Looking for more great gear for the guitar player in your life (yourself included!)? Check out this year's Holiday Gear Finds!
D'Addario XPND Pedalboard
DR-05X Stereo Handheld Recorder
Wampler Pedals Ratsbane
Created in collaboration with legendary guitarist George Lynch of Dokken and Lynch Mob fame, the Mr.Scary Mod adds an adjustable tube gain stage and an onboard Deep control, which together are designed to enable an amp to have increased sustain while still retaining note definition and dynamics.
LegendaryTones, LLC today announced production availability of its new Mr. Scary Mod, a 100% pure tube module designed to instantly and easily expand the capabilities of many classic amplifiers with additional gain and tone shaping. Created in collaboration with legendary guitarist George Lynch of Dokken and Lynch Mob fame, the Mr.Scary Mod adds an adjustable tube gain stage and an onboard Deep control, which together are designed to enable an amp to have increased sustain while still retaining note definition and dynamics.
Originally released as the Lynch Mod in February 2021, the updated Mr. Scary Mod features the same core circuit as the Lynch Mod but is now equipped with a revised tube mix combo per George’s preference as well as a facelift in a newly redesigned electro-galvanized steel enclosure. As with the Lynch Mod, each run will be limited and the first run in Pumpkin Orange with Black hardware is limited to just 150 pieces worldwide.
The Mr. Scary Mod adds an adjustable tube gain stage on top of the cathode follower position, keeping note definition and articulation while further increasing sustain. Each Mr. Scary mod is meticulously built by hand in the USA, one at a time, and tuned using high-grade components. Equipped with a single ECC81 (12AT7) in the first position and ECC83 (12AX7) in the second, the Mr. Scary Mod can clean up beautifully when rolling down your guitar’s volume, and still adds scorching gain when you roll it back up. This is a gain stage that’s been tuned and approved by the ears of the maestro George Lynch himself.
“The Mr. Scary Mod excels with dynamics and is incredibly touch-responsive, allowing me to shift from playing clear, lightly compressed cleans to full-out aggressive sustain and distortion –and control it all simply by varying my guitar’s volume control and picking,” said GeorgeLynch. “In many ways, it’s an old-school approach, but it’s also so much more natural and expressive in addition to being musically fulfilling when you can play both the guitar and amp dynamically together this way.”
The Mr. Scary Mod installs in minutes, is safe and effective to use, and requires no special tools or re-biasing of the amplifier. Simply insert the module into the cathode follower preamp position of compatible amplifiers (includes Marshall 2203/2204/1959/1987 circuits) and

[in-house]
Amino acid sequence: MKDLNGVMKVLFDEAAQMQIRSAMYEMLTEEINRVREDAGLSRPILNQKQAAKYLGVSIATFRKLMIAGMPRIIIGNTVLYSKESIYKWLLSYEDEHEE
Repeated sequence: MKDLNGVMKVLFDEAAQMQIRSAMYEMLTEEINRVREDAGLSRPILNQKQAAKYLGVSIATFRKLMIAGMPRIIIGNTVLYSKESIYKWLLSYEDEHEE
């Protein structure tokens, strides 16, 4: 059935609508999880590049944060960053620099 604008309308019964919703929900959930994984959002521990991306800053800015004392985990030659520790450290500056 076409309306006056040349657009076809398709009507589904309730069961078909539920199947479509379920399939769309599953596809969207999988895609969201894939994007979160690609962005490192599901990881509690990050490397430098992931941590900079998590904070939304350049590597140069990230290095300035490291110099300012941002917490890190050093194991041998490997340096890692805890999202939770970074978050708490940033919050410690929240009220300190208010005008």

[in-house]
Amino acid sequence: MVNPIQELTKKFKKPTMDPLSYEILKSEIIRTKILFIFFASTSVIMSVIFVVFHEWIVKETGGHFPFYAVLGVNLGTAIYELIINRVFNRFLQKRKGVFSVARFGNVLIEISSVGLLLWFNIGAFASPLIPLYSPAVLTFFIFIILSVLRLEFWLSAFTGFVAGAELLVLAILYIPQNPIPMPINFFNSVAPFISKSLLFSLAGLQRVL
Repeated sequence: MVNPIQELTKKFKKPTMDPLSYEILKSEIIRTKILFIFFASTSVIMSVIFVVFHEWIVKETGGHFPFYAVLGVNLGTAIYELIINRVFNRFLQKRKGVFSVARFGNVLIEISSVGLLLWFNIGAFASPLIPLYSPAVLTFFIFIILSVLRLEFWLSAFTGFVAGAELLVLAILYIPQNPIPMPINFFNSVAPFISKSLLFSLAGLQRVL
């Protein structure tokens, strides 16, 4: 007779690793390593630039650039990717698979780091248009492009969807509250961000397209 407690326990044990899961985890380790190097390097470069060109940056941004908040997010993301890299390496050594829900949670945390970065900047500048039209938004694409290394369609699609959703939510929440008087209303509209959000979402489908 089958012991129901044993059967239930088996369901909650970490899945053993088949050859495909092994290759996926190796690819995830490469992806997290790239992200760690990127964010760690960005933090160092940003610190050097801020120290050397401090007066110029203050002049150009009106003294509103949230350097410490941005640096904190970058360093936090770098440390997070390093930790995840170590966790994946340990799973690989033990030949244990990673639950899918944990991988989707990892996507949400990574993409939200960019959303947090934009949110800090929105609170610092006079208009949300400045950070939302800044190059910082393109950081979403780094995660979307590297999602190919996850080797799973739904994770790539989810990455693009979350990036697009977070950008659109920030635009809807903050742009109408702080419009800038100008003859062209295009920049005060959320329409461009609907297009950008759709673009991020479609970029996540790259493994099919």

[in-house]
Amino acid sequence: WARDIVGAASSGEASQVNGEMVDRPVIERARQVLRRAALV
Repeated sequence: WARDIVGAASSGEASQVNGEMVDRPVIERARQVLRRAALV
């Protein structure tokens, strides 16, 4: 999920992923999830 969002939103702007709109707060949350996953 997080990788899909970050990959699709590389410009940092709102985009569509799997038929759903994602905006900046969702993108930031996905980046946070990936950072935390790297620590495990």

immediately get the benefit of enjoying a hot-rodded amp that delivers all the pure harmonic character that comes with an added pure tube gain stage. The handmade in the USA Mr. Scary Mod is now available to order for $319.
For more information, please visit legendarytones.com.
October Audio has miniaturized their NVMBR Gain pedal to create two mini versions of this beautifully organic-sounding circuit – including an always-on gain device.
The NVMBR Gain is a nonlinear amp that transitions gracefully from clean boost to overdriven tones. Volume increases from just over unity to about 10db before soft-clipping drive appears for another 5db of boost. Its extraordinary ease of use is matched by outstanding versatility: you can use it as a clean boost, push a stubborn amp into overdrive or create a just-breaking-up sound at any amp volume.
October Audio’s new family of mini NVMBR Gain pedals includes a switchable version that allows you to bypass the effect: one option features brand logo pedal graphics, while the other sports a fun “Witch Finger” graphic with a Davies knob as the“fingernail”.
The second version in the new lineup is an always-on device featuring the Witch Finger graphic and Davies knob, with the same NVMBR Gain circuit that lies at the core of the switchable version.
- Knob controls gain and clipping simultaneously
- Stunning silver hammertone finish
- Switchable versions are true-bypass, available with classic or witch finger graphics
- Authentic Davies knobs, including the “fingernail”
- 9V center negative power supply required
- Dimensions: 3.63 x 1.50 x 1.88 in
Witch Finger (always on NVMBR Gain) demo
All October Audio pedals are assembled in Richmond, VA, and available for purchase directly through the online shop. Street price is $109 for NVMBR Gain footswitch versions and $89 for the always-on device.
For more information, please visit octoberaudio.com.